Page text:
The application of methylation specific electrophoresis (MSE) to DNA methylation analysis of the 5' CpG island of mucin in cancer cells
1 Department of Human Pathology, Field of Oncology, Kagoshima University Graduate School of Medical and Dental Sciences, 8-35-1 Sakuragaoka, Kagoshima 890-8544, Japan
2 Division of Pathology, Central Clinical Laboratory, School of Medicine, Iwate Medical University, Morioka, Japan
3 DPR Co., LTD. 4-10-53, Mitake, Morioka 020-0122, Japan
4 Second Department of Internal Medicine, Osaka Medical College, 2-7 Daigaku-machi, Takatsuki, Osaka 569-8686, Japan
5 Division of Hepato-Biliary-Pancreatic Surgery and Transplantation, Department of Surgery, Kyoto University Graduate School of Medicine, 54 Kawara-cho, Shogoin, Sakyo-ku, Kyoto 606-8507, Japan
BMC Cancer 2012, 12:67 doi:10.1186/1471-2407-12-67Published: 14 February 2012
Methylation of CpG sites in genomic DNA plays an important role in gene regulation and especially in gene silencing. We have reported mechanisms of epigenetic regulation for expression of mucins, which are markers of malignancy potential and early detection of human neoplasms. Epigenetic changes in promoter regions appear to be the first step in expression of mucins. Thus, detection of promoter methylation status is important for early diagnosis of cancer, monitoring of tumor behavior, and evaluating the response of tumors to targeted therapy. However, conventional analytical methods for DNA methylation require a large amount of DNA and have low sensitivity.
Here, we report a modified version of the bisulfite-DGGE (denaturing gradient gel electrophoresis) using a nested PCR approach. We designated this method as methylation specific electrophoresis (MSE). The MSE method is comprised of the following steps: (a) bisulfite treatment of genomic DNA, (b) amplification of the target DNA by a nested PCR approach and (c) applying to DGGE. To examine whether the MSE method is able to analyze DNA methylation of mucin genes in various samples, we apply it to DNA obtained from state cell lines, ethanol-fixed colonic crypts and human pancreatic juices.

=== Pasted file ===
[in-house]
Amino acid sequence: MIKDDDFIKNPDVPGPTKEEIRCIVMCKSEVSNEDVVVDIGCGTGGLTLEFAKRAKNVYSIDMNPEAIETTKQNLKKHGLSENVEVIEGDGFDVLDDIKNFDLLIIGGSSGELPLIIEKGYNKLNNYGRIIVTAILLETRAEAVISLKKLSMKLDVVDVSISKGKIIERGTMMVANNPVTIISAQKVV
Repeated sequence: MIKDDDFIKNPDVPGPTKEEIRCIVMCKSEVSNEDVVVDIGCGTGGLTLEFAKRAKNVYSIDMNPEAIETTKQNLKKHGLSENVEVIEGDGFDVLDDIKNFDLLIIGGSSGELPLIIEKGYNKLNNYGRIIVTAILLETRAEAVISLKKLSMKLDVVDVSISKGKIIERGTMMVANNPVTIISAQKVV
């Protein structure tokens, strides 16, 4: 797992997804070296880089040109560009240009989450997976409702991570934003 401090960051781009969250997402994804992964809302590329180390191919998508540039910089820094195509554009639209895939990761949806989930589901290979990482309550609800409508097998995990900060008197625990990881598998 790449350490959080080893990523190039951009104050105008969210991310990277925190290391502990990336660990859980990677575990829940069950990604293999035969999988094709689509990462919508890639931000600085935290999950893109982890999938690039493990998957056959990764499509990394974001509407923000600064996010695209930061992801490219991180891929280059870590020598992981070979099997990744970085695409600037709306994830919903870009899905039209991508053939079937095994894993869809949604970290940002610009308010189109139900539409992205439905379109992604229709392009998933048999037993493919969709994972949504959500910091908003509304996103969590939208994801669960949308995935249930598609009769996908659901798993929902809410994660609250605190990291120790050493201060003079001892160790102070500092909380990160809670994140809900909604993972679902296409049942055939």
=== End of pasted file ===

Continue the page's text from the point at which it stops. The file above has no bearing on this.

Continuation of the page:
The MSE method greatly decreases the amount of input DNA. The lower detection limit for distinguishing different methylation status is < 0.1% and the detectable minimum amount of DNA is 20 pg, which can be obtained from only a few cells. We also show that MSE can be used for analysis of challenging samples such as human isolated colonic crypts or human pancreatic juices, from which only a small amount of DNA can be extracted.
The MSE method can provide a qualitative information of methylated sequence profile. The MSE method allows sensitive and specific analysis of the DNA methylation pattern of almost any block of multiple CpG sites. The MSE method can be applied to analysis of DNA methylation status in many different clinical samples, and this may facilitate identification of new risk markers.